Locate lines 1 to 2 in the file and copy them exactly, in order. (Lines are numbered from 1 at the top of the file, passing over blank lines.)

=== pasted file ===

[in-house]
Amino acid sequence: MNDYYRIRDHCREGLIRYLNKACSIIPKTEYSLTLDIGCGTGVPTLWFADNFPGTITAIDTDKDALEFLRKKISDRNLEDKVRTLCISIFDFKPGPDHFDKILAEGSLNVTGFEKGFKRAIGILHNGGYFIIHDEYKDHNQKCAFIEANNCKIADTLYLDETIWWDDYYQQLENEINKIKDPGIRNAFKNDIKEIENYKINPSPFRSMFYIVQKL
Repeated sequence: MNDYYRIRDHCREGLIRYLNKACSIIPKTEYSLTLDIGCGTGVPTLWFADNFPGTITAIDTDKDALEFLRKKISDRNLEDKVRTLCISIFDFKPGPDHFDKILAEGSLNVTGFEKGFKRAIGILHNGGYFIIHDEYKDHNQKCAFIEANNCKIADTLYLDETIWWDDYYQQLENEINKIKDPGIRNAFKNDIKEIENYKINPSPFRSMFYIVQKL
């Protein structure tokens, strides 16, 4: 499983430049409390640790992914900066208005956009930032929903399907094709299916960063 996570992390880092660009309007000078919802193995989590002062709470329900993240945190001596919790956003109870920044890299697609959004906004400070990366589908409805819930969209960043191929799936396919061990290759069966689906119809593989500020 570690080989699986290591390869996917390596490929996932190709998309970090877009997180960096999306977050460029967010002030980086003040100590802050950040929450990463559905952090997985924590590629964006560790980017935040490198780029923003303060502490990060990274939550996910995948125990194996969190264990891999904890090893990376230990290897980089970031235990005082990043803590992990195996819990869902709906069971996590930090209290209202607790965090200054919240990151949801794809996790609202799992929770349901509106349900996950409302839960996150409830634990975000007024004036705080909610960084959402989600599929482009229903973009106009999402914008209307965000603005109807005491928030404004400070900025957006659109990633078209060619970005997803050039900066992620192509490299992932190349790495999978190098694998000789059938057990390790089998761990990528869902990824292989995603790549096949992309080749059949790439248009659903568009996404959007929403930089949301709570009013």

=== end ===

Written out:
[in-house]
Amino acid sequence: MNDYYRIRDHCREGLIRYLNKACSIIPKTEYSLTLDIGCGTGVPTLWFADNFPGTITAIDTDKDALEFLRKKISDRNLEDKVRTLCISIFDFKPGPDHFDKILAEGSLNVTGFEKGFKRAIGILHNGGYFIIHDEYKDHNQKCAFIEANNCKIADTLYLDETIWWDDYYQQLENEINKIKDPGIRNAFKNDIKEIENYKINPSPFRSMFYIVQKL